Universal Proxies Move Forward

David Whissel is Vice President and Director of Corporate Governance at MacKenzie Partners, Inc. This post is based on a MacKenzie Partners publication. Related research from the Program on Corporate Governance includes Universal Proxies by Scott Hirst (discussed on the Forum here).

The SEC recently voted to propose amendments to the proxy rules, [1] requiring parties in a contested election to use a “universal proxy card,” which makes it easier for all shareholders to pick-and-choose from a combination of management and dissident nominees by including all nominees on a single proxy card, rather than having to choose between two competing cards. The impetus behind the proposed rule, according to the SEC, is to reform the proxy voting process in such a way that “reflects as closely as possible the choice that could be made by voting in person at a shareholder meeting.” [2] Proponents of the universal proxy card claim that it will make for a “fairer, less cumbersome voting process,” [3] while its detractors criticize it for attempting to “fix the unbroken,” [4] voicing concerns that it will “inevitably increase the frequency and ease of proxy fights.”

While usually regarded as a tool that favors dissidents, the universal proxy could actually change the dynamics of contested elections in a way that is beneficial to management, particularly in contests for board control.

Comparing the Universal Proxy to Proxy Access

From the outset, we should distinguish the concept of the universal proxy used in a proxy contest from that of director nominations using proxy access. The principal issues are illustrated in the table below. It is worth noting that most proxy access bylaws also contain a carve-out provision that prohibits the use of proxy access in the event of a proxy contest.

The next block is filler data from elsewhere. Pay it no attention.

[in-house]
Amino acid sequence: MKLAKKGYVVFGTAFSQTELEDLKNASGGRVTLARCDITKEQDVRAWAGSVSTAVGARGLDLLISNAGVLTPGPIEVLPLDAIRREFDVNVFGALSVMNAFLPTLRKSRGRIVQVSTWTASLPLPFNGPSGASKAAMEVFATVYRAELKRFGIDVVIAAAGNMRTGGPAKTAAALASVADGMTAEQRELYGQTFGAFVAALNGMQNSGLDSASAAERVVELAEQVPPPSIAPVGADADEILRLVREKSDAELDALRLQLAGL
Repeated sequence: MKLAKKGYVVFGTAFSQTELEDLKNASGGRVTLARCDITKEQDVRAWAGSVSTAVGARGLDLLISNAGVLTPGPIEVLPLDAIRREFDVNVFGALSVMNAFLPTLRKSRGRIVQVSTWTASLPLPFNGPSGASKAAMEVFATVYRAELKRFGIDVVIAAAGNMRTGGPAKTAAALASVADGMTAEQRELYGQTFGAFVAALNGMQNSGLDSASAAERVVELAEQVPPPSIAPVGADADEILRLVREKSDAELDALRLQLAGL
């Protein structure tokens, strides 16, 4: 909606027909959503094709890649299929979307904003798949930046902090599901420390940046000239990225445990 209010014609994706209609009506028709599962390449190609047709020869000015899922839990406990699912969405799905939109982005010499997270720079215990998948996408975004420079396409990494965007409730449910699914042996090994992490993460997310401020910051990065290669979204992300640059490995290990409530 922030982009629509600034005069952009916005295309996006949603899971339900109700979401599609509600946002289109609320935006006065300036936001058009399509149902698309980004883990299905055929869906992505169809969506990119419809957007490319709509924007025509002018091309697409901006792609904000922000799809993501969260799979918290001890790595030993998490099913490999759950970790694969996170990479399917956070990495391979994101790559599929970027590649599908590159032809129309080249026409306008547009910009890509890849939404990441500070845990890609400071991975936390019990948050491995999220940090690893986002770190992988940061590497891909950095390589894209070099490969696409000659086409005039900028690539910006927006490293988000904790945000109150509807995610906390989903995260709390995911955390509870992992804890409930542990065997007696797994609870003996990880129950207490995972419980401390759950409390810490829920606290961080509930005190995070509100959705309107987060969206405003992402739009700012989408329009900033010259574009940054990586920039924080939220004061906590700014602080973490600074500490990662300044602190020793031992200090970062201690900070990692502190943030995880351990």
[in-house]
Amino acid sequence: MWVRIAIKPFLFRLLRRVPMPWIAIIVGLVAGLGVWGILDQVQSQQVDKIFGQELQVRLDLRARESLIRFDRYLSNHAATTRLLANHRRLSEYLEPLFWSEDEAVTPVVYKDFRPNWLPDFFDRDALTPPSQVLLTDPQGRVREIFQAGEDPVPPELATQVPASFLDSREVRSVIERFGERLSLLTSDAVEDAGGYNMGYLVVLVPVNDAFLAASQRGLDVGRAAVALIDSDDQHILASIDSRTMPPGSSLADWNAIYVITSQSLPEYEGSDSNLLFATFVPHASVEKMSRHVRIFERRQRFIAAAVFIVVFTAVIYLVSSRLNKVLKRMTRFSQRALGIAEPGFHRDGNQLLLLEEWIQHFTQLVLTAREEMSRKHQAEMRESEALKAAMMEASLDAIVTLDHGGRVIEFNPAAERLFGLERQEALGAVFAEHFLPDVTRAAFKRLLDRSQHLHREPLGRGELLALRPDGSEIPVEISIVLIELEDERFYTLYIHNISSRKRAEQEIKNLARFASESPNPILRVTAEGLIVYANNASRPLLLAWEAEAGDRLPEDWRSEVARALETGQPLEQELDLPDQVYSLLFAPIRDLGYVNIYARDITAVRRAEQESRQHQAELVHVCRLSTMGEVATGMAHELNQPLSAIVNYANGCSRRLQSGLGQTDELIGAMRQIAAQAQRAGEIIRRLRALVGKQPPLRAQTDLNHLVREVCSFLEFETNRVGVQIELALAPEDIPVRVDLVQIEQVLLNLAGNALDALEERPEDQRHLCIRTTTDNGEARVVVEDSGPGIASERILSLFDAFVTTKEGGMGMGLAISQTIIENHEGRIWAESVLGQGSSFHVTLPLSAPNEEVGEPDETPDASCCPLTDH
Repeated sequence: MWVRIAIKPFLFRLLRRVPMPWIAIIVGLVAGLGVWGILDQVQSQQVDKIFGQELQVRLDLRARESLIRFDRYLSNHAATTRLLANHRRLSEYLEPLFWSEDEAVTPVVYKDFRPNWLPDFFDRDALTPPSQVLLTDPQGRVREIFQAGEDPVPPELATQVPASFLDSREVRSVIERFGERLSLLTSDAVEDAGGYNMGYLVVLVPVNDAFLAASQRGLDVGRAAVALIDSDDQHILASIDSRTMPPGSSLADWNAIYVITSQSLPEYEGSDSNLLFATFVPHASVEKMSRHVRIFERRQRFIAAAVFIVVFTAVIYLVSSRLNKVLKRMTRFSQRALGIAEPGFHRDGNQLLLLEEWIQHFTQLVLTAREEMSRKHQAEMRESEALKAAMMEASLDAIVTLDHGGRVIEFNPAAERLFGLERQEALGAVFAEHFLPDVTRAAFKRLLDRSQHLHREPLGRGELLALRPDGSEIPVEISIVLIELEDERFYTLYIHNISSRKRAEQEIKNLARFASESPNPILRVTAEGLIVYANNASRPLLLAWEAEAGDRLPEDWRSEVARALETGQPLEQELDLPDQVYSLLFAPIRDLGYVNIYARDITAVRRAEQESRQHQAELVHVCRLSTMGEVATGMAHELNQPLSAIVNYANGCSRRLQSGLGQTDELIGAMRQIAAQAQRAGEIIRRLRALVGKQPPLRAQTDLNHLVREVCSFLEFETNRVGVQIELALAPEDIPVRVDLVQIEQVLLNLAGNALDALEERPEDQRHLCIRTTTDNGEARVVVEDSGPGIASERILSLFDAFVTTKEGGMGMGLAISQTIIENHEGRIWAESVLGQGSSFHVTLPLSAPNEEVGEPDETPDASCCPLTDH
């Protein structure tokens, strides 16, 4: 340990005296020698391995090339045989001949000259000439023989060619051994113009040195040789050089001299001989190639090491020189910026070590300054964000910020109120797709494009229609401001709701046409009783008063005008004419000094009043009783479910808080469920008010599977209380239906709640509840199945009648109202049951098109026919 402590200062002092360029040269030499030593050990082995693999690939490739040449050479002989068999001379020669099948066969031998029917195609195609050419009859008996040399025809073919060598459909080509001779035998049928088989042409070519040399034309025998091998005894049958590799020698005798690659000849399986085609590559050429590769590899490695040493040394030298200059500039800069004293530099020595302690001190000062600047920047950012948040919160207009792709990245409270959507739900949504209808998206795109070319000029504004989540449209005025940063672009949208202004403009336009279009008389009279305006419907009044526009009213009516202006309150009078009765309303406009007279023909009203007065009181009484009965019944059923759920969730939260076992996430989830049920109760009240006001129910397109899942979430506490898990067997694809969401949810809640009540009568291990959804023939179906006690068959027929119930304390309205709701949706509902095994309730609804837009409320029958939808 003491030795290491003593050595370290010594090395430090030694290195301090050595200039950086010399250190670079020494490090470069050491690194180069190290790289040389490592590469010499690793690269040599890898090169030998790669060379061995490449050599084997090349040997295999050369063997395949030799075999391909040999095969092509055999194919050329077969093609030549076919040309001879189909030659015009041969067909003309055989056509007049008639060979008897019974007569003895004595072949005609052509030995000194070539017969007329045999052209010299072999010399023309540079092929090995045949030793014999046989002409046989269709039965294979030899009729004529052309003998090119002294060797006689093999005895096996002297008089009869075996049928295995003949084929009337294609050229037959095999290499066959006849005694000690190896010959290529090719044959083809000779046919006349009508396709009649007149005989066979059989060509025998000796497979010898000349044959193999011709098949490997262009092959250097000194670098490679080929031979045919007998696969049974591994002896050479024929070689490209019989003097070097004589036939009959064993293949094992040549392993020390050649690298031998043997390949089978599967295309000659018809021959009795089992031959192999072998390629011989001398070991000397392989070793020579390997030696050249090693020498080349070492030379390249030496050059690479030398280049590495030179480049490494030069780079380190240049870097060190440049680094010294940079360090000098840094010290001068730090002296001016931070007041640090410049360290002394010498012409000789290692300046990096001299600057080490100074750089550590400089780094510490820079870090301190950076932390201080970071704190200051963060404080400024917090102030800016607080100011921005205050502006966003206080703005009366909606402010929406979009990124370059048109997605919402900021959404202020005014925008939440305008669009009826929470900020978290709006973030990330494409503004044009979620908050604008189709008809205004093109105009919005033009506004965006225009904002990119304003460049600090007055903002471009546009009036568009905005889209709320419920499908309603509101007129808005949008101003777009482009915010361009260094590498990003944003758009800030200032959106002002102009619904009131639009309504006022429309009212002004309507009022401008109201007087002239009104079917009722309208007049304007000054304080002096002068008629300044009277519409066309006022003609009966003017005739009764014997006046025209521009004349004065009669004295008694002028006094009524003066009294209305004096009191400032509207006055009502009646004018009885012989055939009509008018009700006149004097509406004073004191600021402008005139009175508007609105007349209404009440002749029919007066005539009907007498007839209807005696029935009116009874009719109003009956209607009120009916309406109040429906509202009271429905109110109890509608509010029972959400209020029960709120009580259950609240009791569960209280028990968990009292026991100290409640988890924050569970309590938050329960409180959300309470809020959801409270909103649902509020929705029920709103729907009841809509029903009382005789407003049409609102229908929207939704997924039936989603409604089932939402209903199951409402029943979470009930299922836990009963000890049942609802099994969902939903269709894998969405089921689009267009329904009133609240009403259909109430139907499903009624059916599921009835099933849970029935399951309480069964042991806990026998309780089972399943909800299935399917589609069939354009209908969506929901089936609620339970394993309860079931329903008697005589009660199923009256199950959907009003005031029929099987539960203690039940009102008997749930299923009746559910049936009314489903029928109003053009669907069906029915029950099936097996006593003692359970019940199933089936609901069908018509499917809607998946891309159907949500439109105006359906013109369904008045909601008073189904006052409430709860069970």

Proxy Access Universal Proxy
Is the dissident required to file and mail its own proxy solicitation materials? No. Its nominees are simply included on management’s proxy card. Yes, as in any standard proxy contest.
Is there a limit on number of dissident nominees? Yes, as determined by company’s proxy access bylaw (usually 20% of the board or two nominees). No (other than the number of seats that are up for election).
Does the dissident have any holding requirement? Yes. Here too, the requirement is determined by the specific bylaw (typically 3% for 3 years). No, there is no minimum holding requirement for a dissident to run a proxy contest and use a universal proxy card.

An Overview of Our Current System and the “Bona Fide Nominee” Rule

In this era of heightened shareholder activism, the election of directors takes on outsized importance. And, with very few shareholders today attending shareholder meetings in person, the proxy card is almost always the primary means of shareholder participation in corporate elections.

The proxy rules currently stipulate that a nominee’s name can only appear on a proxy card if they have “consented to being named in the proxy statement and to serve if elected.” [5] This is referred to as the “bona fide nominee rule.” The practical implication of this rule in a proxy contest is that neither the dissident’s nor management’s nominees can appear on the other’s card, forcing the separation of both slates onto separate proxies.

This rule effectively meant that shareholders faced a choice of voting for management’s nominees or the dissident’s nominees, with limited ability to pick from among the two slates. [6] In 1992, the passage of the “short slate” rule resolved this issue to a certain extent for those cases where the dissident nominated less a full slate, by allowing dissident shareholders to obtain authority to vote for some of management’s nominees that were not named on its proxy card. However, this left an important issue unresolved: What if the dissident was not seeking authority to vote for one or more of management’s nominees that a shareholder wanted to vote for? If neither slate was satisfactory on its own, but some combination of the slates might be, how should shareholders vote?